This is a preview of subscription content, access via your institution.

References

  1. Bauer, L. (1983). English word formation. Cambridge: Cambridge University Press.

    Book  Google Scholar 

  2. Bauer, L. (2005). Conversion and the notion of lexical category. In L. Bauer & S. Varela (Eds.), Approaches to conversion/zero-derivation (pp. 19–30). Münster; New York: Waxman.

    Google Scholar 

  3. Bauer, L., & Varela, S. (2005). Conversion or Zero-derivation: An Introduction. In L. Bauer & S. Varela (Eds.), Approaches to conversion/zero-derivation (pp. 7–18). Münster; New York: Waxman.

    Google Scholar 

  4. Burge, T. (1973). Reference and proper names. Journal of Philosophy, 70, 425–439.

    Article  Google Scholar 

  5. Cannon, G. (1985). Functional shift in English. Linguistics, 23(3), 411–443.

    Article  Google Scholar 

  6. Clark, E. V., & Clark, H. H. (1979). When nouns surface as verbs. Language, 55(4), 767–811.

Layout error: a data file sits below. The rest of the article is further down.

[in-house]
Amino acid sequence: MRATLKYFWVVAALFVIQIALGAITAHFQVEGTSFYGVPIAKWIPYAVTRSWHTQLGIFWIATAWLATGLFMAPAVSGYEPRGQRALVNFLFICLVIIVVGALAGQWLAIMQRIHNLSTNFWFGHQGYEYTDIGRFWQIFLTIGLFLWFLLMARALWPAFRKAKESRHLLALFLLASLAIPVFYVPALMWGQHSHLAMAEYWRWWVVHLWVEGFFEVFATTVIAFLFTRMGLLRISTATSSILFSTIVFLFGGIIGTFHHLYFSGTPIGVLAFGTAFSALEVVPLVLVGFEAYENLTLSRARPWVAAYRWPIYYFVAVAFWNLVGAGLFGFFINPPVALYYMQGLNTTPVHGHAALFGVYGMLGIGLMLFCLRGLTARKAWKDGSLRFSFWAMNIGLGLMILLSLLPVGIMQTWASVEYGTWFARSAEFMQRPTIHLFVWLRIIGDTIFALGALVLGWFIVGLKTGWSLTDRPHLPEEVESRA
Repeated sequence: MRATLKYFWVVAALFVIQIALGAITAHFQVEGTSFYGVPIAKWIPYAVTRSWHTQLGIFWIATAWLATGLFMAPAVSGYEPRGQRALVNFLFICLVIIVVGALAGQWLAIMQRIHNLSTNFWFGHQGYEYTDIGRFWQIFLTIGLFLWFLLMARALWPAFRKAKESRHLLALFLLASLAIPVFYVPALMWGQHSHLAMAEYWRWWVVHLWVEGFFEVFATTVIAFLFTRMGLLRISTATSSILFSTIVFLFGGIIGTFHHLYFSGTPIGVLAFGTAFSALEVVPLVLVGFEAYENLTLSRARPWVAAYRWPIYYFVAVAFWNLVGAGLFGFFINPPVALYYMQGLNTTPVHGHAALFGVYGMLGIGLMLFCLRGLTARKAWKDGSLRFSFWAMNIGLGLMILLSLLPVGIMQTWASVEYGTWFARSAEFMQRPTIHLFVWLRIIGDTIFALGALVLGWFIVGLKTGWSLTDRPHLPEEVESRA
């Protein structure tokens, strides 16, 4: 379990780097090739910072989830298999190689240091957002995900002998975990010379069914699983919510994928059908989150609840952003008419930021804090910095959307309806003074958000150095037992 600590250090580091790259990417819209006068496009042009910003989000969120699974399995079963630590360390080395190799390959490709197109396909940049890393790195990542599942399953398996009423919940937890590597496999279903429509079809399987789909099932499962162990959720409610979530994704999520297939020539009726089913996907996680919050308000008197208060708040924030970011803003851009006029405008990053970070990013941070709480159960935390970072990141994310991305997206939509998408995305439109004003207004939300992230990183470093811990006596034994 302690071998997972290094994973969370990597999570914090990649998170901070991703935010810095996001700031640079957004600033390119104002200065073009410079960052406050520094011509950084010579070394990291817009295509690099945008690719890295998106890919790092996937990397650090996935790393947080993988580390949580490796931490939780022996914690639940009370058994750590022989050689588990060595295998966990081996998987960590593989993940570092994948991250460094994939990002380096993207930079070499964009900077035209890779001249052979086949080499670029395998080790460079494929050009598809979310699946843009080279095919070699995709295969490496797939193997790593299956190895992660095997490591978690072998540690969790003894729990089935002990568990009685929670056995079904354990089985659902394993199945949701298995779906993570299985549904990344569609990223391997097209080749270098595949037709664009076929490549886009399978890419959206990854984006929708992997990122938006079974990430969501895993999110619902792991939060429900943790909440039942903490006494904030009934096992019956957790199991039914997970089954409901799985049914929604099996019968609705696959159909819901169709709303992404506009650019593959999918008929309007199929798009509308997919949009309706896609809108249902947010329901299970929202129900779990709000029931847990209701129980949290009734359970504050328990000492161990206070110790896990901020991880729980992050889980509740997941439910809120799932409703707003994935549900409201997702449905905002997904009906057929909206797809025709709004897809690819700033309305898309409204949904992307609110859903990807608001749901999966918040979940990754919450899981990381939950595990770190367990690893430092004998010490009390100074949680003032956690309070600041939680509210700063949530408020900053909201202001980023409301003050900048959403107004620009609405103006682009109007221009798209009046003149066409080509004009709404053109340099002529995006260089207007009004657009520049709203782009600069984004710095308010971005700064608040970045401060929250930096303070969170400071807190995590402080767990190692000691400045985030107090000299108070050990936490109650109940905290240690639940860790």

Article  Google Scholar 

  7. Cruse, D. A. (1986). Lexical semantics. Cambridge: Cambridge University Press.

    Google Scholar 

  8. Delgado, L. (2011). Between singularity and generality: The semantic life of proper names. BPhil thesis, University of Oxford.

  9. Delgado, L. (2018a). David, some Davids, and all Davids: Reference, category change, and bearerhood of real-life names. Ph.D. Thesis, University of Barcelona.

  10. Delgado, L. (2018b). Names are not (always) predicates. Ms., University of Barcelona.

  11. Delgado, L. (2018c). Names vs nouns. Ms., University of Barcelona.

  12. Elbourne, P. D. (2005). Situations and individuals. Cambridge, MA: MIT Press.

    Google Scholar